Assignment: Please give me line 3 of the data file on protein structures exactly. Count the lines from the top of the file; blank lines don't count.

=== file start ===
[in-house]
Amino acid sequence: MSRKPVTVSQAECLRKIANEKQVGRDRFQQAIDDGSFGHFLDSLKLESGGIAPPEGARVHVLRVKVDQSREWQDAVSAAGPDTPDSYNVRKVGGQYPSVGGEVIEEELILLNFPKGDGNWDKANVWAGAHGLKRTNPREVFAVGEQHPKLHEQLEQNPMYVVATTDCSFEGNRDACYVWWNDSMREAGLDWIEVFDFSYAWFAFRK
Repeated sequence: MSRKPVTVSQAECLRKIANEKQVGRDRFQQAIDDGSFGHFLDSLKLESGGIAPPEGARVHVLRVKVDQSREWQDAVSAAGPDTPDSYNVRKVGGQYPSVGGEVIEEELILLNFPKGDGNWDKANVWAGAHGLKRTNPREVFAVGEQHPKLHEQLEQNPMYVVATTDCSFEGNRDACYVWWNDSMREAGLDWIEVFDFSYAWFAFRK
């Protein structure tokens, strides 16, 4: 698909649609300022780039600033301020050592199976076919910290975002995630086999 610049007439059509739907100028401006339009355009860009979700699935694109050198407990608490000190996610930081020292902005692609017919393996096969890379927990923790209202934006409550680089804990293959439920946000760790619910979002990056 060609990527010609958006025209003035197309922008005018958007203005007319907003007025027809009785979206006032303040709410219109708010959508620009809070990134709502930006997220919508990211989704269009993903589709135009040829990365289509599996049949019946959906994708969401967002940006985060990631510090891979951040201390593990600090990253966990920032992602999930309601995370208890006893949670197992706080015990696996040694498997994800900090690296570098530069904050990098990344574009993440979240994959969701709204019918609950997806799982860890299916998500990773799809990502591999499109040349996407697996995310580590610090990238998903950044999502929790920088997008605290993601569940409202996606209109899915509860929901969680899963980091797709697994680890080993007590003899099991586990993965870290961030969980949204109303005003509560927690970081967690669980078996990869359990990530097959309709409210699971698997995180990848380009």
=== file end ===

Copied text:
Repeated sequence: MSRKPVTVSQAECLRKIANEKQVGRDRFQQAIDDGSFGHFLDSLKLESGGIAPPEGARVHVLRVKVDQSREWQDAVSAAGPDTPDSYNVRKVGGQYPSVGGEVIEEELILLNFPKGDGNWDKANVWAGAHGLKRTNPREVFAVGEQHPKLHEQLEQNPMYVVATTDCSFEGNRDACYVWWNDSMREAGLDWIEVFDFSYAWFAFRK